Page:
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Whist

A 19th-century whist marker by the British printing Co. De La Rue.
Origin England
Type Trick-taking
Players 4
Skills required Tactics, strategy
Cards 52
Deck French
Play Clockwise
Card rank (highest to lowest) A K Q J 10 9 8 7 6 5 4 3 2
Playing time 30 min
Random chance Medium
Related games
Auction bridge, Contract bridge, Wendellhead, Solo whist, Tarneeb

Whist is a classic English trick-taking card game which was widely played in the 18th and 19th centuries. Although the rules are extremely simple, there is enormous scope for scientific play.

History

Whist is a descendant of the 16th century game of trump or ruff. Whist replaced the popular variant of trump known as Ruff and Honours. The game takes its name from the 17th Century whist (or wist) meaning quiet, silent, attentive, which is the root of the modern wistful.

According to Barrington, Whist was first played on scientific principles by a party of gentlemen who frequented the Crown Coffee House in Bedford Row, London, around 1728. Edmond Hoyle, suspected to be a member of this group, began to tutor wealthy young gentlemen in the game and published A Short Treatise on the Game of Whist in 1742. It became the standard text and rules for the game for the next hundred years and led to the game becoming fashionable.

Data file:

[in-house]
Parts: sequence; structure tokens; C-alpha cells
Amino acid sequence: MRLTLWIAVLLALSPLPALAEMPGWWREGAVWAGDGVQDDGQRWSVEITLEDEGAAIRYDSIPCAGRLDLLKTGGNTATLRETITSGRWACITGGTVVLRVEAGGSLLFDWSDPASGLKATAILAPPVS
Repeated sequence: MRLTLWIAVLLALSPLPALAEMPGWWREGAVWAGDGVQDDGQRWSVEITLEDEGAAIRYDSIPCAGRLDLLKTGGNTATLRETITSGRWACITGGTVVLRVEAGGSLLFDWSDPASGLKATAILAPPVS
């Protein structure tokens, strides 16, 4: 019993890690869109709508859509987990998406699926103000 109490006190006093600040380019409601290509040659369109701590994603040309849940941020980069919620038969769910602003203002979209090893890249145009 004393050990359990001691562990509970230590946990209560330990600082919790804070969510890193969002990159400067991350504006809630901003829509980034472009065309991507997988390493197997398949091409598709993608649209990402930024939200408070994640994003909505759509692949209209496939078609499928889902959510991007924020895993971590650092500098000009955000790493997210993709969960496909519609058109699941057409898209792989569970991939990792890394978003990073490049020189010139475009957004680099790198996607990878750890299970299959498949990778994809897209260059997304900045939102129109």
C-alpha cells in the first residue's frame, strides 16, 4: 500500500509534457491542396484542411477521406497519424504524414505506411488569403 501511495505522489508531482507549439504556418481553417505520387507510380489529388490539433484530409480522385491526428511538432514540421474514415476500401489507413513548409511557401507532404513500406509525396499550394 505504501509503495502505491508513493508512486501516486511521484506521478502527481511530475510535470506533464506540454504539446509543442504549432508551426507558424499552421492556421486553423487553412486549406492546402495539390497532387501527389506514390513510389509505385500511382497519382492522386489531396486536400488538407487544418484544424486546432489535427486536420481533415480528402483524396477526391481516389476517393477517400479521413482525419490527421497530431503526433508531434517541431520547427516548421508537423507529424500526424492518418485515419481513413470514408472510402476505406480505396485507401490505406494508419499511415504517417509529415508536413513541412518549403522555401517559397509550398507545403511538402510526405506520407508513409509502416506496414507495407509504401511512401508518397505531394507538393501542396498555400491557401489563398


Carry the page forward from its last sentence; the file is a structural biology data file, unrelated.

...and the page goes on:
In 1862 Henry Jones, writing under the pseudonym "Cavendish", published The Principles of Whist Stated and Explained, and its Practice Illustrated on an Original System, by Means of Hands Played Completely Through, which became the standard text. Many subsequent editions and enlargements of this work were published using the simpler title Cavendish On Whist. By this time Whist was governed by elaborate and rigid rules covering the laws of the game, etiquette and play which took time to study and master.

In 1873 Jules Verne depicted Phileas Fogg, the protagonist of "Around the World in Eighty Days", as an enthusiastic Whist player.

In the 1890s, a variant known as Bridge Whist became popular which eventually evolved into Contract Bridge. The traditional game of Whist survives at social events called whist drives. There are many modern variants of Whist played for fun.

Rules

A standard 52-card pack is used. The cards in each suit rank from highest to lowest: A K Q J 10 9 8 7 6 5 4 3 2. Whist is played by four players, who play in two partnerships with the partners sitting opposite each other. Players cut or draw cards to determine partners, with the two highest playing against the lowest two, who have seating rights. The players then cut for deal. It is strictly against the rules to comment on the cards in any way. One may not comment upon the hand one was dealt nor about one's good fortune or bad fortune. One may not signal to one's partner.

Shuffling and dealing